Campsite Arrangement Rant

Saturday April 23rd 2016

Tonight’s blog post will be a bit of a rant so I apologize up front. The target of my frustration tonight is primarily the management of this campground although the guy in the 5th wheel trailer next door gets his share too.

As I mentioned in Tuesday nights blog entry the site I am on is setup with shared utilities. This configuration means that the line of campers will be alternating back to back followed by front to front. Each successive site is entered from the opposite direction. It is often called buddy sites since the area between the front to front campers becomes shared space.

Campground use this design to minimize costs. They only have to have one set of utility boxes and water connections for every two campers. It also produces a higher density of camp sites thus greater revenue potential. It’s not the best setup but I can live with it if the campground lives up to its side of the bargain.

The campground needs to make sure the sites are used correctly. As a minimum they need to make sure the camper checking in understands how to get to the site correctly and what is expected of them. The best option would be if the camper is lead to the site by campground personnel who assist the camper into the site. Having someone lead you to your site is very common and this park seems to have enough employees floating around to implement the practice.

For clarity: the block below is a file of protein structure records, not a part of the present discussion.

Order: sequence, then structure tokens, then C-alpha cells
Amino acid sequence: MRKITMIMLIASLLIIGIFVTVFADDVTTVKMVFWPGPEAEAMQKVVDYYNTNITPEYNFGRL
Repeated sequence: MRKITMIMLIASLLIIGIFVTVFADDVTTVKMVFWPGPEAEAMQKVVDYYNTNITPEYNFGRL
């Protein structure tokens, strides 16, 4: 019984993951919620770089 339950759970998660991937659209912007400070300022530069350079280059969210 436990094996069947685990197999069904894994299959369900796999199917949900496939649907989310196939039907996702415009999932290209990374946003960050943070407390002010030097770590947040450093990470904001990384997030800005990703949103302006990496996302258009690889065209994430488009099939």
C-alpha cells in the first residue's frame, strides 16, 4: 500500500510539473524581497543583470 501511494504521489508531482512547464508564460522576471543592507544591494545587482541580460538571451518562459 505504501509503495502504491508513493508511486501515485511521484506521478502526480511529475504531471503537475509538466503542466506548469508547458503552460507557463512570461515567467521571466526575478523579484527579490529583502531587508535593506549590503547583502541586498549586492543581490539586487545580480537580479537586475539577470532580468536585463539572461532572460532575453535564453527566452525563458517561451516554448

When I checked in I was told what type of site I was getting. The map I was provided also shows the direction needed to approach and use each site. If my new neighbors were told or not I don’t know. I also don’t know if they have enough camping experience to understand what these sites are all about.

Last night shortly after the first set of thunderstorms went through a 5th wheel trailer pulled into the site next to me the wrong way. Their drivers side was within a couple of feet of my passenger side. The driver was smart enough to know that he couldn’t open his slide out rooms where he was so he started “loudly talking” at his wife about the bad site. From my position in my RV less than 10 feet from them it was clear that he was not a happy camper. If the campground had sent someone to show him to his site he wouldn’t have been in this position.